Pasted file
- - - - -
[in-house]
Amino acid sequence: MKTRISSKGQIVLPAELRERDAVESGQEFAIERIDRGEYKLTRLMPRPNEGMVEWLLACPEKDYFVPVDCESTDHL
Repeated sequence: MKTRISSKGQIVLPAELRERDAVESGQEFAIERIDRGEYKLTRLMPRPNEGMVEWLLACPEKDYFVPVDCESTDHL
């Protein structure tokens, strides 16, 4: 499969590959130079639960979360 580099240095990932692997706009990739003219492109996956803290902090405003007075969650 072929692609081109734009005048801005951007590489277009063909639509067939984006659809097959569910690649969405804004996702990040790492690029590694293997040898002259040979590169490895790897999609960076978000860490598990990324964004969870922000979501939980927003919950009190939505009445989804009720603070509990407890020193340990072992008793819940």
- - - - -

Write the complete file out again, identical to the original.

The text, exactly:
[in-house]
Amino acid sequence: MKTRISSKGQIVLPAELRERDAVESGQEFAIERIDRGEYKLTRLMPRPNEGMVEWLLACPEKDYFVPVDCESTDHL
Repeated sequence: MKTRISSKGQIVLPAELRERDAVESGQEFAIERIDRGEYKLTRLMPRPNEGMVEWLLACPEKDYFVPVDCESTDHL
């Protein structure tokens, strides 16, 4: 499969590959130079639960979360 580099240095990932692997706009990739003219492109996956803290902090405003007075969650 072929692609081109734009005048801005951007590489277009063909639509067939984006659809097959569910690649969405804004996702990040790492690029590694293997040898002259040979590169490895790897999609960076978000860490598990990324964004969870922000979501939980927003919950009190939505009445989804009720603070509990407890020193340990072992008793819940």